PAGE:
Places to visit
Things to do in and around Lochcarron
Lochcarron is an excellent centre for exploring the scenic west coast. The village is surrounded by beautiful countryside, and the various local facilities make it a good base for climbing and walking, wildlife watching and photography. If you come here simply to unwind, it's peaceful enough for complete relaxation.
Walking and climbing
For walkers of all levels of enthusiasm and energy, there are unlimited opportunities to wander through the hills both close at hand and further afield, depending on the kind of landscapes you want to explore.
For more serious walkers and climbers there are more demanding hills, such as in Beinn Eighe; the Torridon range can be reached from Lochcarron via a track at Coulags.
As well as sea fishing, there are many freshwater hill lochs and rivers in the area where good fishing is to be had, often in a fabulously peaceful setting. You'll need a permit for freshwater fishing. If you wish to set this up before you arrive, we can give you a contact name.
Some impressive experimental work has been done in recent years to restock the River Carron, and if you catch a salmon here you'll be asked to return it to the river. To help with the restocking work it may be useful to hold the fish in a keep net for a while so it can be examined; the person issuing your permit will let you know what's needed.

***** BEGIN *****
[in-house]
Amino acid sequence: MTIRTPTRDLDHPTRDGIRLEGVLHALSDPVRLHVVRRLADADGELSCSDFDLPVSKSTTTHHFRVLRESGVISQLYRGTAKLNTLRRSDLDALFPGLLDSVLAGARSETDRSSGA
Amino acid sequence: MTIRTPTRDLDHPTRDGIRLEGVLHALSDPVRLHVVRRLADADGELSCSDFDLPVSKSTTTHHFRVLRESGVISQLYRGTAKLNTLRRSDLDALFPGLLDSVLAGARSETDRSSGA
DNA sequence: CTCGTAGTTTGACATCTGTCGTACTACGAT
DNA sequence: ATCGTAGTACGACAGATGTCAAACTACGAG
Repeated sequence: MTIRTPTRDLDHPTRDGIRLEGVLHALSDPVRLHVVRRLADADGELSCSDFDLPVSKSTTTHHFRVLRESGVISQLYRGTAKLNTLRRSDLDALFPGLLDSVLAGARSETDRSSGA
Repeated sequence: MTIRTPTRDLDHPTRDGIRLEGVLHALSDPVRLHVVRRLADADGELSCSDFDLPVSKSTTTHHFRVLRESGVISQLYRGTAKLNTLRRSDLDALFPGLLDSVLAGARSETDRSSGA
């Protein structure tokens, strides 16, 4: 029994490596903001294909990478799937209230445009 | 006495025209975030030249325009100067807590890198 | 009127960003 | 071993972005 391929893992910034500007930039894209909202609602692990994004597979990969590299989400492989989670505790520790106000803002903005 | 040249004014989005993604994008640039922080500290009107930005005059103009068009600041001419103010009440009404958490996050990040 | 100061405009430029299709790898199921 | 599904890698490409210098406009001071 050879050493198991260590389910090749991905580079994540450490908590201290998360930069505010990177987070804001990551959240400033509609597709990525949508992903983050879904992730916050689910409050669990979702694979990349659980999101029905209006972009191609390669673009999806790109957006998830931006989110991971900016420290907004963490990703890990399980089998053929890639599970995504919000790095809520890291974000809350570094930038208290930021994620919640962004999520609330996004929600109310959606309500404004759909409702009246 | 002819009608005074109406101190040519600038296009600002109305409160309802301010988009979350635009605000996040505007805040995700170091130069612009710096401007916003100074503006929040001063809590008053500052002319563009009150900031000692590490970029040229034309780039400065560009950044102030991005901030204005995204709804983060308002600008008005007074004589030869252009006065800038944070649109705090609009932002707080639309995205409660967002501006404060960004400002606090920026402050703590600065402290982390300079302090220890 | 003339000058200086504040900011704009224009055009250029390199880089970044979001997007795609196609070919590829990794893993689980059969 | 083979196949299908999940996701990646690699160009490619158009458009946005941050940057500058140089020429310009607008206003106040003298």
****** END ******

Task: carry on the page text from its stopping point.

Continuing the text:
Lochcarron has a nine-hole golf course on the loch side at the east end of the village. There's a superb outlook over the loch and the hills all round. Visitors are very welcome. The clubhouse serves snacks and meals at times but it's worth checking opening hours.
Lochcarron has a busy sailing club sited near the shelter of Slumbay Harbour. Access to the clubhouse, boat park and launching area is from the end of Murray Square. Visitors are welcome; dinghies are out for races and training once or twice a week in the season (Sundays, and usually on Wednesdays), with rescue boats on duty in case of problems.
Loch Carron is a sea loch, with access past Strome Narrows to the Inner Sound between the Applecross peninsula and Skye. In the village there's a range of sites for launching boats, with sloping gravel beaches and three slipways along Lochcarron's two-mile loch frontage. There are visitors' moorings opposite the Lochcarron Hotel at the east end of the village.
Loch Carron is a very pleasant place to paddle around. Many experienced kayakers set out towards the lovely destination of Plockton, negotiating what can be impressive currents and the small whirl pools at Strome Narrows. Others simply paddle around Loch Carron looking out for dolphins or otters, and watching the seals and seabirds that live on the small islands in the loch.
If you are a very experienced paddler, you might want to make longer and perhaps more demanding explorations of the fascinating coastline nearby.
A kayak and canoe club meets at south Skye once a week in the summer season.
At Plockton there are boat trips around the area; these advertise that if you don't see seals you get your money back. Other trips to sea, including excursions using glass-bottomed boats, run from Kyle of Lochcalsh and, further afield, from Gairloch.
Pony trekking is available in the area; for example there are several options on the Isle of Skye, where there's a choice of riding schools offering hacking and trekking, with rides in the hills, through woodland, and on beaches.